With the World Series behind us and all those opt outs and qualifying offers mostly sorted out, it’s time for MLB free agency. And although this winter’s free agent class seems like a mere appetizer to next year’s group (Harper! Machado! Donaldson! Blackmon! Kershaw! Keuchel!), it’s not a bad bunch in its own right.
To help you prepare for Hot Stove season, we present to you The Comeback’s top 10 free agents, along with where we expect them to end up.
1. J.D. Martinez, 30 — 4.2 WAR in 2017
Martinez hits free agency at the right time, coming off 29 home runs in 62 games for the Diamondbacks. Quietly, the outfielder has been one of the best hitters in baseball over the past four seasons, hitting .300/.362/.574, with a 148 wRC+ that trails only Mike Trout, Joey Votto, Giancarlo Stanton and Bryce Harper.
Scott Boras reportedly hopes to find Martinez a $200 million deal, and though that might be ambitious given that J.D. is on the wrong side of 30 and is a liability in the field, he will surely get paid handsomely.
Our prediction: Philadelphia Phillies — seven years, $161 million
2. Yu Darvish, 31 — 3.9 WAR
World Series performance aside, Darvish is front-of-the-rotation starting pitcher coming off a season that was poor by his own standards but still plenty valuable. For his career, the 31-year-old Darvish has a 3.42 ERA (3.30 FIP) and 11 strikeouts per nine innings. His numbers since returning from Tommy John surgery in 2016 have slipped a bit (3.70 ERA, 3.57 FIP), but he’s still fanning as many batters as ever.
Darvish is not young, and he carries some durability question marks, but bona fide No. 2 starters are not easy to come by, and any contending team would love to wind up with the veteran righty.
Our prediction: Chicago Cubs — six years, $150 million
3. Shohei Otani, 23
Otani’s situation is quite complicated, but here’s the gist: MLB’s new collective bargaining agreement drastically tamps down how much money the two-way Japanese star will make. On the open market, Otani would easily command nine figures. He’s a potential No. 1 starter who could legitimately become the first player since Babe Ruth (or at least Wes Ferrell) to make a real difference both at the plate and on the mound. Given that Otani will get a signing bonus in the range of $3 million, then a normal pre-arb contract, he could be one of the biggest bargains in free agent history. That is, if he actually decides to come over from Japan.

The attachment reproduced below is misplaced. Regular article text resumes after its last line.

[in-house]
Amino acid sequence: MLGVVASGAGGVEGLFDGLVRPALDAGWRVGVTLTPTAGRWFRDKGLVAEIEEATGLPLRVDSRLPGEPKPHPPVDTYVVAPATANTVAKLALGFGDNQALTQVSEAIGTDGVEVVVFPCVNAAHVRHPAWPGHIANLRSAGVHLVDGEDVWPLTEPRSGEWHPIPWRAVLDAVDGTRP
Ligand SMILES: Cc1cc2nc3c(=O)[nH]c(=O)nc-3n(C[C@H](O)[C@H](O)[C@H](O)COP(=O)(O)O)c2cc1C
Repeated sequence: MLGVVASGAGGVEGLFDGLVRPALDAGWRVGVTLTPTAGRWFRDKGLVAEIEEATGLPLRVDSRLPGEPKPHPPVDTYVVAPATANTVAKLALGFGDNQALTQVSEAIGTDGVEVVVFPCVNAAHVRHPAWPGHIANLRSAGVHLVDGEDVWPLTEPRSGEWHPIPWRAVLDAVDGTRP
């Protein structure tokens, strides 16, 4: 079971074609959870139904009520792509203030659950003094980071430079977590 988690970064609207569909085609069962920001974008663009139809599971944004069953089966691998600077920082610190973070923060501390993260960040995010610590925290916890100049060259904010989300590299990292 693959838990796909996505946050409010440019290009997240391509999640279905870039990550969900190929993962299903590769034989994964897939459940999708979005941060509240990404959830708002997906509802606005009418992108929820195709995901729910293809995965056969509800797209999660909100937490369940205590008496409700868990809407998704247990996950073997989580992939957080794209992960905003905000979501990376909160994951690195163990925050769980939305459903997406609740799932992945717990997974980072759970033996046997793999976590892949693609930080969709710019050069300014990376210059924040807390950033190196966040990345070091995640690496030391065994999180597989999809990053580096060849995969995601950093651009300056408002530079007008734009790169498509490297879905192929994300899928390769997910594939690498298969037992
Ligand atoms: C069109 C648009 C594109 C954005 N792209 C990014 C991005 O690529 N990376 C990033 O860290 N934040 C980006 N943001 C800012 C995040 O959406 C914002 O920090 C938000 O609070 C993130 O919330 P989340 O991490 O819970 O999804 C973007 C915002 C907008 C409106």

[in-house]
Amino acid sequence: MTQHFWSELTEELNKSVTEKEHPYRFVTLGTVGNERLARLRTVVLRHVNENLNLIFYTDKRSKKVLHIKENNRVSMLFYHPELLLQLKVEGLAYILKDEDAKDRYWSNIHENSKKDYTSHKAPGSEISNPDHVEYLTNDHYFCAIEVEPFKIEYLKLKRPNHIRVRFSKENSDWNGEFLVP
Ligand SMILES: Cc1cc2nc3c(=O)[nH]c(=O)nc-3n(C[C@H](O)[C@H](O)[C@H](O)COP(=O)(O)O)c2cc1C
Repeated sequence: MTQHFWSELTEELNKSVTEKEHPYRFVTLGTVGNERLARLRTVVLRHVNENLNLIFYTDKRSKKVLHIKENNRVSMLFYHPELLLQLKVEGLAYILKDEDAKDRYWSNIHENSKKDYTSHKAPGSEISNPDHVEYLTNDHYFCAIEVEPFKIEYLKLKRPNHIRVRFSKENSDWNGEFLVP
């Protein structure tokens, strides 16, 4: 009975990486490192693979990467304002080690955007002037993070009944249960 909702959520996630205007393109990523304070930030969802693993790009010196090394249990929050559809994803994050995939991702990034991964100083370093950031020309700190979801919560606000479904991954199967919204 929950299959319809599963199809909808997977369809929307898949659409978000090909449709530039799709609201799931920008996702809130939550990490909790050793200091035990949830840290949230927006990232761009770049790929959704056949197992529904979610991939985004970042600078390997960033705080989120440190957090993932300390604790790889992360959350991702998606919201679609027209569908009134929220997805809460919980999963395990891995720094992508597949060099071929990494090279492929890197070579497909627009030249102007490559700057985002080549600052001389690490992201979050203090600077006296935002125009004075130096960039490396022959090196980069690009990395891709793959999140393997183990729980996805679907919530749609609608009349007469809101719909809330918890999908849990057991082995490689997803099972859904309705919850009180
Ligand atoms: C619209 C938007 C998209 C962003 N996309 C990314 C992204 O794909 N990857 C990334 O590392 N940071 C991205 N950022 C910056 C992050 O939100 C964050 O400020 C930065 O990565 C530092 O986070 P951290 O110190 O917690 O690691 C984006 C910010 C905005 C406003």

Our prediction: New York Yankees — $3.25 million signing bonus
4. Eric Hosmer, 28 — 4.0 WAR
After years of flirting with stardom but never quite posting the numbers, Hosmer broke through in 2017, batting .318/.385/.498 in his contract year, while winning his fourth Gold Glove. Though it feels as if Hosmer has been in baseball forever, he remains only 28 years old, meaning the team that signs him can hope for two or three more years of near-prime performance. Kansas City will surely seek to re-sign the face of their franchise, but the price tag might be too hefty.
Our prediction — Seattle Mariners — six years, $126 million
5. Jake Arrieta, 31 — 1.9 WAR
Arrieta is the biggest mystery on the market not named Otani. A Cy Young winner in 2015, the righty has since been both brilliant and pedestrian for extended spells. The 3.53 ERA he posted last season was his worst since 2013, and his 4.16 FIP suggests things could have been worse. Two years ago, Arrieta might have commanded $200 million on the open market. Now, he’ll be lucky to get half that.
Our prediction: Los Angeles Dodgers — four years, $90 million
6 Lorenzo Cain, 31 — 5.3 WAR
Cain might be one of the least heralded stars in baseball. He gets on base (.363 OBP last season), hits for some power (47 extra-base hits), runs well (26 stolen bases) and plays strong defense (just ask around). A late start to his MLB career means he’s a bit old for a free agent, but his strong 2017 campaign should sooth some doubts.
Our prediction: Texas Rangers — four years, $80 million
7. Mike Moustakas, 29 — 1.8 WAR
Moustakas hit a Royals-record 38 home runs last season, but he didn’t do too much else. Despite his substantial power, his value is weighed down by a reluctance to walk, a proclivity toward double plays and a glove that is only so-so. Still, his age, position and raw tools make him an appealing free agent target.
Our prediction: Kansas City Royals — four years, $76 million
8. Zack Cozart, 32 — 4.9 WAR
Cozart has two things going for him in free agency: 1) He’s coming off the best season of his career, in which he batted .297/.385/.548 and started the All-Star Game. 2) Unlike every other player on this list who was eligible for a qualifying offer, Cozart did not receive one. That means teams can sign him without forfeiting a draft pick in return.
Our prediction: New York Mets — three years, $54 million
9. Lance Lynn, 30 — 3.1 WAR
Whenever you want to doubt that Lynn is a formidable MLB starter, he seems to prove himself anew. Coming off Tommy John surgery, the righty posted a 3.43 ERA in 2017, while lasting the entire season without the slightest injury. The problem? Lynn’s 4.82 FIP suggests major regression is coming.
Our prediction: St. Louis Cardinals — three years, $48 million
10. Wade Davis, 32 — 3.4 WAR
Davis is not quite as fearsome as he was during his prime in Kansas City, but he’s still a solid closer, and he benefits from being the best relief pitcher on the market. Even in a strikeout-wild era, it’s not too easy to find guys capable of fanning 32.6 percent of the batters they face, as Davis did last year.
Our prediction: Chicago Cubs — three years, $45 million
Honorable mention: Carlos Santana, Greg Holland, Alex Cobb, Jay Bruce